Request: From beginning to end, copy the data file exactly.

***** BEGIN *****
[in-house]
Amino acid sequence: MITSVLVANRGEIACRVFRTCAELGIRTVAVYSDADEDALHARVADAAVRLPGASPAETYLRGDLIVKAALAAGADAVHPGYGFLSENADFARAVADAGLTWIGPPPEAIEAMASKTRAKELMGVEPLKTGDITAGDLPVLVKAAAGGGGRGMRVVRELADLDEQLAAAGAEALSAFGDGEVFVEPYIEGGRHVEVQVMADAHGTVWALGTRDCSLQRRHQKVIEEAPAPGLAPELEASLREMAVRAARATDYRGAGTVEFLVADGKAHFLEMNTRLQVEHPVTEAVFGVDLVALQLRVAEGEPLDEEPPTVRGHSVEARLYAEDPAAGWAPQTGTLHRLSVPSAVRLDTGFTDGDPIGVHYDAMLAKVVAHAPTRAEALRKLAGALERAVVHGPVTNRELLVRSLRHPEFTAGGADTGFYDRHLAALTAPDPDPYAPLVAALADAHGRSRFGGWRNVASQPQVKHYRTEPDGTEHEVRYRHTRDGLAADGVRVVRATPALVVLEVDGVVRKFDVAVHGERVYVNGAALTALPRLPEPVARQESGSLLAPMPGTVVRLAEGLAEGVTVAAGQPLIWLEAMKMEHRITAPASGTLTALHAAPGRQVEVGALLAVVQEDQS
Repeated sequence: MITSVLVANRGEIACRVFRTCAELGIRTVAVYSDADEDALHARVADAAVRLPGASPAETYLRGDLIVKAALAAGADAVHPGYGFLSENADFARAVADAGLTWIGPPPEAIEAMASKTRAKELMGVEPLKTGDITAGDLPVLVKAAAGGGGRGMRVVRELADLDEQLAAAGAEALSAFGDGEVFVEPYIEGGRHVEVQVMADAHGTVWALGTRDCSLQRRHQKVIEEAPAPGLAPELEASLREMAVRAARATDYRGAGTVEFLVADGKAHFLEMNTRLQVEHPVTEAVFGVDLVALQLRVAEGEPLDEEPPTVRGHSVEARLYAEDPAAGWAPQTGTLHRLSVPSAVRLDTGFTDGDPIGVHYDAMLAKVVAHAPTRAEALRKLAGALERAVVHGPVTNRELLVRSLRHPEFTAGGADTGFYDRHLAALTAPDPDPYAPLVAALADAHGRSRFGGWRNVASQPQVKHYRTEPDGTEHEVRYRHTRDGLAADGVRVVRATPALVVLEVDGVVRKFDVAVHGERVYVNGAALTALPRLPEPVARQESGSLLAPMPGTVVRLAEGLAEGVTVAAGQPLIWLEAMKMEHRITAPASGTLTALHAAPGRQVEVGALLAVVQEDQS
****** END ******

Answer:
[in-house]
Amino acid sequence: MITSVLVANRGEIACRVFRTCAELGIRTVAVYSDADEDALHARVADAAVRLPGASPAETYLRGDLIVKAALAAGADAVHPGYGFLSENADFARAVADAGLTWIGPPPEAIEAMASKTRAKELMGVEPLKTGDITAGDLPVLVKAAAGGGGRGMRVVRELADLDEQLAAAGAEALSAFGDGEVFVEPYIEGGRHVEVQVMADAHGTVWALGTRDCSLQRRHQKVIEEAPAPGLAPELEASLREMAVRAARATDYRGAGTVEFLVADGKAHFLEMNTRLQVEHPVTEAVFGVDLVALQLRVAEGEPLDEEPPTVRGHSVEARLYAEDPAAGWAPQTGTLHRLSVPSAVRLDTGFTDGDPIGVHYDAMLAKVVAHAPTRAEALRKLAGALERAVVHGPVTNRELLVRSLRHPEFTAGGADTGFYDRHLAALTAPDPDPYAPLVAALADAHGRSRFGGWRNVASQPQVKHYRTEPDGTEHEVRYRHTRDGLAADGVRVVRATPALVVLEVDGVVRKFDVAVHGERVYVNGAALTALPRLPEPVARQESGSLLAPMPGTVVRLAEGLAEGVTVAAGQPLIWLEAMKMEHRITAPASGTLTALHAAPGRQVEVGALLAVVQEDQS
Repeated sequence: MITSVLVANRGEIACRVFRTCAELGIRTVAVYSDADEDALHARVADAAVRLPGASPAETYLRGDLIVKAALAAGADAVHPGYGFLSENADFARAVADAGLTWIGPPPEAIEAMASKTRAKELMGVEPLKTGDITAGDLPVLVKAAAGGGGRGMRVVRELADLDEQLAAAGAEALSAFGDGEVFVEPYIEGGRHVEVQVMADAHGTVWALGTRDCSLQRRHQKVIEEAPAPGLAPELEASLREMAVRAARATDYRGAGTVEFLVADGKAHFLEMNTRLQVEHPVTEAVFGVDLVALQLRVAEGEPLDEEPPTVRGHSVEARLYAEDPAAGWAPQTGTLHRLSVPSAVRLDTGFTDGDPIGVHYDAMLAKVVAHAPTRAEALRKLAGALERAVVHGPVTNRELLVRSLRHPEFTAGGADTGFYDRHLAALTAPDPDPYAPLVAALADAHGRSRFGGWRNVASQPQVKHYRTEPDGTEHEVRYRHTRDGLAADGVRVVRATPALVVLEVDGVVRKFDVAVHGERVYVNGAALTALPRLPEPVARQESGSLLAPMPGTVVRLAEGLAEGVTVAAGQPLIWLEAMKMEHRITAPASGTLTALHAAPGRQVEVGALLAVVQEDQS